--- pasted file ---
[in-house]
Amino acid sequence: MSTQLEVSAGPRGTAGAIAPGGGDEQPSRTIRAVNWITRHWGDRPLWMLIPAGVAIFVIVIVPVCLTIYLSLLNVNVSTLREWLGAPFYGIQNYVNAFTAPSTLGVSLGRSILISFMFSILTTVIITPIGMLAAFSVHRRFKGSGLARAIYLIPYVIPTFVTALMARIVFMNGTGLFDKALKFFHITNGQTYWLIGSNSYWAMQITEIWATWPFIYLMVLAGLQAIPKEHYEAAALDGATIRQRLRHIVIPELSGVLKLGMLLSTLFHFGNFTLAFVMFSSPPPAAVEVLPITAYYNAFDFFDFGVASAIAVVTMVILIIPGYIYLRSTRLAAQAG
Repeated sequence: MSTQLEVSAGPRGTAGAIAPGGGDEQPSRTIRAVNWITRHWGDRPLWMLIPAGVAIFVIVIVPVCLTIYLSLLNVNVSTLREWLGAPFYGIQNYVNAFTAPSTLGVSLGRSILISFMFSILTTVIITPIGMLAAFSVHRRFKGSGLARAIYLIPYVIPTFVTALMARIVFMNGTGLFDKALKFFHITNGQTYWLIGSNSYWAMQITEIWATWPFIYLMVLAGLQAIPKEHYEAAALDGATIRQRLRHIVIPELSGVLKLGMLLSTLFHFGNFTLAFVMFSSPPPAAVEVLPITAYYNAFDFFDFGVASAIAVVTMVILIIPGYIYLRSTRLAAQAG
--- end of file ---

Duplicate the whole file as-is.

[in-house]
Amino acid sequence: MSTQLEVSAGPRGTAGAIAPGGGDEQPSRTIRAVNWITRHWGDRPLWMLIPAGVAIFVIVIVPVCLTIYLSLLNVNVSTLREWLGAPFYGIQNYVNAFTAPSTLGVSLGRSILISFMFSILTTVIITPIGMLAAFSVHRRFKGSGLARAIYLIPYVIPTFVTALMARIVFMNGTGLFDKALKFFHITNGQTYWLIGSNSYWAMQITEIWATWPFIYLMVLAGLQAIPKEHYEAAALDGATIRQRLRHIVIPELSGVLKLGMLLSTLFHFGNFTLAFVMFSSPPPAAVEVLPITAYYNAFDFFDFGVASAIAVVTMVILIIPGYIYLRSTRLAAQAG
Repeated sequence: MSTQLEVSAGPRGTAGAIAPGGGDEQPSRTIRAVNWITRHWGDRPLWMLIPAGVAIFVIVIVPVCLTIYLSLLNVNVSTLREWLGAPFYGIQNYVNAFTAPSTLGVSLGRSILISFMFSILTTVIITPIGMLAAFSVHRRFKGSGLARAIYLIPYVIPTFVTALMARIVFMNGTGLFDKALKFFHITNGQTYWLIGSNSYWAMQITEIWATWPFIYLMVLAGLQAIPKEHYEAAALDGATIRQRLRHIVIPELSGVLKLGMLLSTLFHFGNFTLAFVMFSSPPPAAVEVLPITAYYNAFDFFDFGVASAIAVVTMVILIIPGYIYLRSTRLAAQAG